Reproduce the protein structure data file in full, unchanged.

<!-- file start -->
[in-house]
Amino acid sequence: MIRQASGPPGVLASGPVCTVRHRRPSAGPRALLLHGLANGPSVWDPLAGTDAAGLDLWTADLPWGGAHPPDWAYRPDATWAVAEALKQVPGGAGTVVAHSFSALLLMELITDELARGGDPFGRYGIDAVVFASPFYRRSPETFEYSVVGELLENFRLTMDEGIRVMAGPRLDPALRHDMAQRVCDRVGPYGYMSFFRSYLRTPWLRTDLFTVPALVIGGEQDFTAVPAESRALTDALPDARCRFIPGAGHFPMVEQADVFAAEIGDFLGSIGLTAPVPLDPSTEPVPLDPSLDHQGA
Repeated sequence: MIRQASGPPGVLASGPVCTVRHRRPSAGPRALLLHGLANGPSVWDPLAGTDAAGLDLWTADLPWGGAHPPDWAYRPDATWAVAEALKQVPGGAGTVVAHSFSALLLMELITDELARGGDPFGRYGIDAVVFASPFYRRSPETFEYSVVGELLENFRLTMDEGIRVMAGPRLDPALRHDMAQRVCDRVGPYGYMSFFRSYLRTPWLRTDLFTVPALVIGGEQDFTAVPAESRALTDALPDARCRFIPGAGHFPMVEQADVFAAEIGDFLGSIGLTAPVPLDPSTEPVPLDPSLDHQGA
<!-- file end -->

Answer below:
[in-house]
Amino acid sequence: MIRQASGPPGVLASGPVCTVRHRRPSAGPRALLLHGLANGPSVWDPLAGTDAAGLDLWTADLPWGGAHPPDWAYRPDATWAVAEALKQVPGGAGTVVAHSFSALLLMELITDELARGGDPFGRYGIDAVVFASPFYRRSPETFEYSVVGELLENFRLTMDEGIRVMAGPRLDPALRHDMAQRVCDRVGPYGYMSFFRSYLRTPWLRTDLFTVPALVIGGEQDFTAVPAESRALTDALPDARCRFIPGAGHFPMVEQADVFAAEIGDFLGSIGLTAPVPLDPSTEPVPLDPSLDHQGA
Repeated sequence: MIRQASGPPGVLASGPVCTVRHRRPSAGPRALLLHGLANGPSVWDPLAGTDAAGLDLWTADLPWGGAHPPDWAYRPDATWAVAEALKQVPGGAGTVVAHSFSALLLMELITDELARGGDPFGRYGIDAVVFASPFYRRSPETFEYSVVGELLENFRLTMDEGIRVMAGPRLDPALRHDMAQRVCDRVGPYGYMSFFRSYLRTPWLRTDLFTVPALVIGGEQDFTAVPAESRALTDALPDARCRFIPGAGHFPMVEQADVFAAEIGDFLGSIGLTAPVPLDPSTEPVPLDPSLDHQGA